Database & Technology 1 _ Guy Harrison _ Making the most of SSD in Oracle11g.pdf
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Database & Technology 1 _ Guy Harrison _ Making the most of SSD in Oracle11g.pdf Database & Technology 1 _ Guy Harrison _ Making the most of SSD in Oracle11g.pdf Presentation Transcript

  • Making the most of Solid State Diskin Oracle 11gGuy HarrisonDirector, R&D MelbourneEmail: guy.harrison@quest.comTwitter: @guyharrisonWeb: http://www.guyharrison.net ©2011 Quest Software, Inc. All rights reserved..
  • Introductions
  • Star trek shirt fatality analysis RedYellow Blue 0 10 20 30 40 50 60 70 80 Pct
  • Agenda• Brief History of Magnetic Disk• Solid State Disk (SSD) technologies• SSD internals• Oracle DB flash cache architecture• Performance comparisons• Recommendations and Suggestions 10 ©2011 Quest Software, Inc. All rights reserved..
  • A brief history of disk 11 ©2011 Quest Software, Inc. All rights reserved..
  • 5MB HDD circa 1956
  • 28MB HDD - 19611800 RPM
  • The more that things change....
  • Moore’s law• Transistor density doubles every 18 months• Exponential growth is observed in most electronic components: •  CPU clock speeds •  RAM •  Hard Disk Drive storage density• But not in mechanical components •  Service time (Seek latency) – limited by actuator arm speed and disk circumference •  Throughput (rotational latency) – limited by speed of rotation, circumference and data density 15 ©2011 Quest Software, Inc. All rights reserved..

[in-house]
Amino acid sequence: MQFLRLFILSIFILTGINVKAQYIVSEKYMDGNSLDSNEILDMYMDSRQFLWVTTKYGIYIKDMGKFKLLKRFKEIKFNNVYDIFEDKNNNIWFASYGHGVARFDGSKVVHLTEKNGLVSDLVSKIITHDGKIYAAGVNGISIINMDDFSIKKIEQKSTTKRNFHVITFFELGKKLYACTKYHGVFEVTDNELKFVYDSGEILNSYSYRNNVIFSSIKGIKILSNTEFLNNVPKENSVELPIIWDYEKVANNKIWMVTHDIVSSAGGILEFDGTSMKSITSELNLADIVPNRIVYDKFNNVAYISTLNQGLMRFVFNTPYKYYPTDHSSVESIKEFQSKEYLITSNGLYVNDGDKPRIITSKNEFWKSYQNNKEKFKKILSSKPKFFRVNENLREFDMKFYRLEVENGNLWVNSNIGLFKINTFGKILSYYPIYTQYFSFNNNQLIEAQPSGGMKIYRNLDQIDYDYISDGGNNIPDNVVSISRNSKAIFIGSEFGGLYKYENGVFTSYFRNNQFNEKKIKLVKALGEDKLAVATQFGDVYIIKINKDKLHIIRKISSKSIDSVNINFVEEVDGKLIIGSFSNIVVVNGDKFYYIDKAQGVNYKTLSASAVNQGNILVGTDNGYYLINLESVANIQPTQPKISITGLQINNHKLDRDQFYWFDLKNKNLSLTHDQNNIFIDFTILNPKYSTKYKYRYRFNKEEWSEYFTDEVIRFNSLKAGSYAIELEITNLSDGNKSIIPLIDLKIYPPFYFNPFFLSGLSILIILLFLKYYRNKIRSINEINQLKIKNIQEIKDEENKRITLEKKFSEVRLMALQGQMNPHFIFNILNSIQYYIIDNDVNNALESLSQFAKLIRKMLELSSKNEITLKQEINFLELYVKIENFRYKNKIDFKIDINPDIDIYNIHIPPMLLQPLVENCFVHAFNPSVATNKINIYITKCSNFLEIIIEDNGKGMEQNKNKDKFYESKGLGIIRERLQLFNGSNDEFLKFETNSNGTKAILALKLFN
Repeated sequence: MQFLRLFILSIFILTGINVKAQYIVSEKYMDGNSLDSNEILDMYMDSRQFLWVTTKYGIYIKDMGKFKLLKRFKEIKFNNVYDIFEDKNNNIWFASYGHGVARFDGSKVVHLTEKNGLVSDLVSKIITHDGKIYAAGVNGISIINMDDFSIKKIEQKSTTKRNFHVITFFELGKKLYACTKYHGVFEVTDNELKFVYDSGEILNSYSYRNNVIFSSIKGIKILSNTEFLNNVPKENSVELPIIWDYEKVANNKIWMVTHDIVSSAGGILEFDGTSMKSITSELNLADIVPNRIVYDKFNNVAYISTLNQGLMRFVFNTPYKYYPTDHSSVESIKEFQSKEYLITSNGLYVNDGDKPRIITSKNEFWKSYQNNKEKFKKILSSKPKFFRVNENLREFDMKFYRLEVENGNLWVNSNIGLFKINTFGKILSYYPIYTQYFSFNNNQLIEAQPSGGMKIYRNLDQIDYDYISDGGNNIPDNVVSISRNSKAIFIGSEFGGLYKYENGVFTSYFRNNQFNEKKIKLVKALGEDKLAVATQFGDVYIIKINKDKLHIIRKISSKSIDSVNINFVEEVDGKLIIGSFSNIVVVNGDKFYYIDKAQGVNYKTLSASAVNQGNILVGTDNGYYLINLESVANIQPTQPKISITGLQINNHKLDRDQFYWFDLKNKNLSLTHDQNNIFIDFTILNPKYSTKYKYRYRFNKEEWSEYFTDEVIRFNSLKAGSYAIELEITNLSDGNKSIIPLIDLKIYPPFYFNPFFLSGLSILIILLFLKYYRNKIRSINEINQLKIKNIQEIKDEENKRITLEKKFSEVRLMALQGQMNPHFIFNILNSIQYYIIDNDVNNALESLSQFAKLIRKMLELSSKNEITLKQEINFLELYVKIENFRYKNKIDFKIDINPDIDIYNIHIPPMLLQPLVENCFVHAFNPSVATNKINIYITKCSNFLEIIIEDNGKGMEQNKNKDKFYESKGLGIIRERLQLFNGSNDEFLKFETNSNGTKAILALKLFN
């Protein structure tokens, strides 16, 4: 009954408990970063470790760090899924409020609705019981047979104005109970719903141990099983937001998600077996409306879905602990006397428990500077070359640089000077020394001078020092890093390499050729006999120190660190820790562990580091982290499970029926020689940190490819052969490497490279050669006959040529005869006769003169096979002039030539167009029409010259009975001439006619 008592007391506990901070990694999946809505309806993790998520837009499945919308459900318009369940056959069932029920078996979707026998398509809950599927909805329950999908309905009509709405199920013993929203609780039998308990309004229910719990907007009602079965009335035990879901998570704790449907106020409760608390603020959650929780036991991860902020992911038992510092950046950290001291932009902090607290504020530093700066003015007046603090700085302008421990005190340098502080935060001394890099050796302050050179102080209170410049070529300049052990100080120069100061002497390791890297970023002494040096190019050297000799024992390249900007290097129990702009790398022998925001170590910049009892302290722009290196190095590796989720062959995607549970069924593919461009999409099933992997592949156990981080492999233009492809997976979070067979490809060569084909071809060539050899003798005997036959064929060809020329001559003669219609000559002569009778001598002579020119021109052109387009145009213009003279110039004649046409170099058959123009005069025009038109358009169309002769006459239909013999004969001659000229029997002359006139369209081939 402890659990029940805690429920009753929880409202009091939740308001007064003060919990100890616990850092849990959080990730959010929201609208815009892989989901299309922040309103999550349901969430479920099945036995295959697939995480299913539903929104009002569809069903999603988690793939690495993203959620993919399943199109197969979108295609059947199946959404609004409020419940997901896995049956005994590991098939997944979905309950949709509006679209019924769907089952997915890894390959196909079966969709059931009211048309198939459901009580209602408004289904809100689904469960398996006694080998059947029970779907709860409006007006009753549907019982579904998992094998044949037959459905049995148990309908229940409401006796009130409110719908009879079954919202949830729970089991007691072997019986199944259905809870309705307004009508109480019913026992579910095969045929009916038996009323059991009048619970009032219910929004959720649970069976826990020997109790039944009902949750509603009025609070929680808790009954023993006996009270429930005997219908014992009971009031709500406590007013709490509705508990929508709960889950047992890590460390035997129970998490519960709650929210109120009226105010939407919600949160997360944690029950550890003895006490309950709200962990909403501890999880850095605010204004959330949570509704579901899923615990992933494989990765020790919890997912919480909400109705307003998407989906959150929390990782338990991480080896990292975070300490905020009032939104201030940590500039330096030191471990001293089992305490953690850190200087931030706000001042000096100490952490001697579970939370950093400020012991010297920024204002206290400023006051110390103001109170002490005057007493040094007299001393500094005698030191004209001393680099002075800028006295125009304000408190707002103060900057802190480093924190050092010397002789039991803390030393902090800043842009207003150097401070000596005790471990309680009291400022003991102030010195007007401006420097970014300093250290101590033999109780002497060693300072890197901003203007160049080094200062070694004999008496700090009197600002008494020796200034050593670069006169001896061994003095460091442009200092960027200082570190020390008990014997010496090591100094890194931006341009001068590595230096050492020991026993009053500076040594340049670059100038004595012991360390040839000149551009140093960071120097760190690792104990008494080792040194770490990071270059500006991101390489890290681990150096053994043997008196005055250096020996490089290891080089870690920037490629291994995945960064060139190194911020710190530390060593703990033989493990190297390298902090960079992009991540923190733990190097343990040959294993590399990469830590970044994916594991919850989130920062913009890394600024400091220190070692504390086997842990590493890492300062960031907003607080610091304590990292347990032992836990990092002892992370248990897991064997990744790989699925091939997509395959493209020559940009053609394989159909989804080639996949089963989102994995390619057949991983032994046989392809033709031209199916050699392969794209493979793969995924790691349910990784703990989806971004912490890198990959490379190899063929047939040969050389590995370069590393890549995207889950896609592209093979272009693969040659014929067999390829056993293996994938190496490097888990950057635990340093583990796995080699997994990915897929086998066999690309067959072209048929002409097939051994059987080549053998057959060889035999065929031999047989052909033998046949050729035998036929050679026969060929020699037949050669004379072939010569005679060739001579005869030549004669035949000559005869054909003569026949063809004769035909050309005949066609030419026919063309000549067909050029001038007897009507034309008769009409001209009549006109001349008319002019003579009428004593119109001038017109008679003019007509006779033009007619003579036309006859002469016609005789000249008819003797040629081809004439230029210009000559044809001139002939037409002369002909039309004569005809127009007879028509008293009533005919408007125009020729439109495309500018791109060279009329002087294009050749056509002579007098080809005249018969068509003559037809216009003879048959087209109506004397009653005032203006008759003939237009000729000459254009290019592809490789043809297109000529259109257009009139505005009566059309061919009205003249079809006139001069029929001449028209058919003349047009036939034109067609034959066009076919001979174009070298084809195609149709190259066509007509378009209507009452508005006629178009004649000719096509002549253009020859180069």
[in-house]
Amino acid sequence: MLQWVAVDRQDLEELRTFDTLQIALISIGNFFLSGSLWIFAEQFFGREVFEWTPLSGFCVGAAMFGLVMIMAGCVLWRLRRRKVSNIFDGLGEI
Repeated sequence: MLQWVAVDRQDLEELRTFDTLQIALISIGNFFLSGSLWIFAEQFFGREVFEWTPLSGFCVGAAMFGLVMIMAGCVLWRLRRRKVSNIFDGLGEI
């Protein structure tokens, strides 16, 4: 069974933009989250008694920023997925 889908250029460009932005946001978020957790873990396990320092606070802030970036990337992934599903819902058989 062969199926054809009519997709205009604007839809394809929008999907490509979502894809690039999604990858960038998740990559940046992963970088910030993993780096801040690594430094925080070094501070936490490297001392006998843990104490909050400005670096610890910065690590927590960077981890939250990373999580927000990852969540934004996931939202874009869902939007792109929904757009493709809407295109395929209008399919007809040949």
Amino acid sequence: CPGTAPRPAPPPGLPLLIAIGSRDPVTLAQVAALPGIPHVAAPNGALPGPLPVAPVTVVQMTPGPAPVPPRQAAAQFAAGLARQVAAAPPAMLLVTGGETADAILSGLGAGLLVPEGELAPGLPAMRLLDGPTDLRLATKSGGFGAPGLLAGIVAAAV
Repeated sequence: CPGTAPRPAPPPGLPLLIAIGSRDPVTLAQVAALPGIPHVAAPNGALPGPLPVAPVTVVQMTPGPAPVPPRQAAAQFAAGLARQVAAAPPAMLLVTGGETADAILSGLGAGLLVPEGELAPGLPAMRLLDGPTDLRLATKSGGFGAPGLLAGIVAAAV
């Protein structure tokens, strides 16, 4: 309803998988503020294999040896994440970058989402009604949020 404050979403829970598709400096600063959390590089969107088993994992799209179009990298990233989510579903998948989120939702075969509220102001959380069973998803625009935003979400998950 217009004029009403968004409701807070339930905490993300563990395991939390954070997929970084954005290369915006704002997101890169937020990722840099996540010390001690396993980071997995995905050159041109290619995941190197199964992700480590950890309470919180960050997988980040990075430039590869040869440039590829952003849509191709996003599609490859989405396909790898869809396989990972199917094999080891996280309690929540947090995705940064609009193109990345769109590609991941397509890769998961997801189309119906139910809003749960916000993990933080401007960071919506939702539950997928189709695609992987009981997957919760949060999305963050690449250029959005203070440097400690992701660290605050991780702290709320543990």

• Disk trends 2001-2009 2,000 1,500 1,000 %age change 500 260 1,635 1,013 0 -630 -390 -500 -1,000 IO Rate Disk Capacity IO/Capacity CPU IO/CPU
  • Solid State Disk 17 ©2011 Quest Software, Inc. All rights reserved..
  • SSD to the rescue? SSD DDR-RAM 15 SSD PCI flash 25 SSD SATA Flash 80 Magnetic Disk 4,000 0 500 1,000 1,500 2,000 2,500 3,000 3,500 4,000 4,500 Seek time (us)
  • Power consumption Start up 20 0.15 Seek Flash SSD 10 SATA HDD 0.08 Idle 8 0.01 0.1 1 10 100 Watts (logarithmic scale)
  • Economics of SSD $/GB 0.00 10.00 20.00 30.00 40.00 50.00 60.00 0.06 FusionIO PCI SLC SSD 53.44 0.06 FusionIO PCI MLC Duo SSD 24.92 0.05 Intel SLC SATA SSD 21.88 $/IOP 0.05 $/GB Intel MLC SATA SSD 6.88 Seagate SAS HDD 1.00 1.53 Seagate SATA HDD 0.09 2.38 0.00 0.50 1.00 1.50 2.00 2.50 $/IOP
  • Tiered storage management Main Memory DDR SSD Flash SSD $/GB $/IOP Fast Disk (SAS, RAID 0+1) Slow Disk (SATA, RAID 5) Tape, Flat Files, Hadoop
  • SSD technology and internals 22 ©2011 Quest Software, Inc. All rights reserved..
  • Flavours of Flash SSD DDR RAM Drive SATA flash drive PCI flash drive SSD storage Server
  • PCI SSD vs SATA SSD PCI vs SATA •  SATA was designed for traditional disk drives with high latencies •  PCI is designed for high speed devices •  PCI SSD has latency ~ 1/3rd of SATA
  • Booth 1107 25
  • Flash SSD Technology Storage Hierarchy: •  Cell: One (SLC) or Two (MLC) bits •  Page: Typically 4K •  Block: Typically 128-512K Writes: •  Read and first write require single page IO •  Overwriting a page requires an erase & overwrite of the block Write endurance: •  100,000 erase cycles for SLC before failure •  5,000 – 10,000 erase cycles for MLC 26 ©2011 Quest Software, Inc. All rights reserved..
  • Flash SSD performanceUpdate (256K block erase) 2000First insert (4k page write) 250 Read (4k page seek) 25 0 200 400 600 800 1000 1200 1400 1600 1800 2000 Microseconds 27 ©2011 Quest Software, Inc. All rights reserved..
  • Flash Disk write degradation Empty Partially FullAll Blocks empty:Write time=250 us25% part full:•  Write time= ( ¾ * 250 us + 1/4 * 2000 us) = 687 us75% part full•  Write time = ( ¼ * 250 us + ¾ * 2000 us ) = 1562 us
  • Data Insert Free Block Pool Insert SSD Controller Used Block Pool Empty Data Page Valid Data Page InValid Data Page
  • Free Block PoolData Update Update SSD Controller Used Block Pool Empty Data Page Valid Data Page Invalid Data Page